To balance out all the factors that go into making a poet publication-ready, the judges decided to approach evaluating these young people’s work in a developmentally-appropriate way. The criteria was not based solely on form, grammar or skill, but comprised of those things, Frazier said. “No one type of writer had a better chance of succeeding than another,” Frazier said.
Finalist Kerby Lynch, a 17-year-old student at the Oakland School for the Arts, does not describe her work as traditional. She doesn’t want to write love poems—she wants to write about social justice, she said. Her presentation will be spoken word. “I want to go into politics, so spoken word helps me potentially make my goals and ideals accessible to the general public,” she said.
The inspiration for finalist Tele’jon Quinn’s work are also not traditional stories about love. “I was inspired by poems written by others about life,” said the 17-year-old student from MetWest High School in Oakland. The poems he submitted were about sexism, the Civil Rights Movement and women’s empowerment and how those things’ connect to his mom.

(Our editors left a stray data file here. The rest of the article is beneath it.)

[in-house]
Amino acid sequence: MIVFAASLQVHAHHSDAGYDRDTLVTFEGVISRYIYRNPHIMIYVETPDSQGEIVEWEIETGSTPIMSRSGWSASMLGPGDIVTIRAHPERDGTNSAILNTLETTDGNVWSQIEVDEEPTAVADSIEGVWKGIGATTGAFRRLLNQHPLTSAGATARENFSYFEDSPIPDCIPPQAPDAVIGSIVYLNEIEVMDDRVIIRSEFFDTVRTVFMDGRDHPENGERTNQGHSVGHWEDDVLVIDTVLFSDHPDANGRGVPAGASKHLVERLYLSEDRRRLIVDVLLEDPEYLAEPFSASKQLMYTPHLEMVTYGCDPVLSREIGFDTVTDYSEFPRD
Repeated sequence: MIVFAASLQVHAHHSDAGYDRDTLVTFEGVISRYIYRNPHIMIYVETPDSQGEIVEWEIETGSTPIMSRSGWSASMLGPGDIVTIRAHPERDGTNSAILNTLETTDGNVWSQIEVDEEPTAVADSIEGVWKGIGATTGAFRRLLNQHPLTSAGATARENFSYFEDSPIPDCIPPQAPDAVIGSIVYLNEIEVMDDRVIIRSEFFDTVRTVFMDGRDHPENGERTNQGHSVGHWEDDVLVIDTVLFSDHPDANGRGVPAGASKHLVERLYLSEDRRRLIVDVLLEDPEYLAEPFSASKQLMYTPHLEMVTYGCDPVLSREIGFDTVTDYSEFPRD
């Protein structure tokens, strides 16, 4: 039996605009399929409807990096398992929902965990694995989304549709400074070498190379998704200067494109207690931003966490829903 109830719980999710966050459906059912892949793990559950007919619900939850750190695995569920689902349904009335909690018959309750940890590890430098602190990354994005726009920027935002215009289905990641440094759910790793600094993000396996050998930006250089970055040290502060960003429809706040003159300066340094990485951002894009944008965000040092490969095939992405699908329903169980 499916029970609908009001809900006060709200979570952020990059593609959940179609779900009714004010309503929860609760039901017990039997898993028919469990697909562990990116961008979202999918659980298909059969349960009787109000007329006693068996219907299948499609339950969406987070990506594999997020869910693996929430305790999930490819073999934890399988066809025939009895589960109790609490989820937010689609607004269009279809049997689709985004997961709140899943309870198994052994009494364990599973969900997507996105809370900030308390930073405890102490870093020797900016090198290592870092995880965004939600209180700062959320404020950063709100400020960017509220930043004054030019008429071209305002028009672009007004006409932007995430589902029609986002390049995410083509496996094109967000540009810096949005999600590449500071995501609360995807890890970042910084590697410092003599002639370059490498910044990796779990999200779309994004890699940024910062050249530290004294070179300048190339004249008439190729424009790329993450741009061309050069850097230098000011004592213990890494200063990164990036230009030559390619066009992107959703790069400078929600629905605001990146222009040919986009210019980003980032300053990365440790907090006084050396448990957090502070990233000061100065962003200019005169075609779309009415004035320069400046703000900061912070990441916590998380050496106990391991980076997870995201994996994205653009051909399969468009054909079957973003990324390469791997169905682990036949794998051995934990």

The other finalists in the competition are Euna Bonovich, age 16, from International High School in San Francisco and Victoria Kupu, age 18, of Mills College in Oakland.
The goal of the competition, said Davis, is to provide enough exposure for the person who becomes the Youth Poet Laureate that they can inspire other young people to write. “We are acknowledging the excellence of one individual,” Davis said. “But we are using that as a vehicle to inspire others to perhaps share their stories and be courageous in the way that they present things to the world.”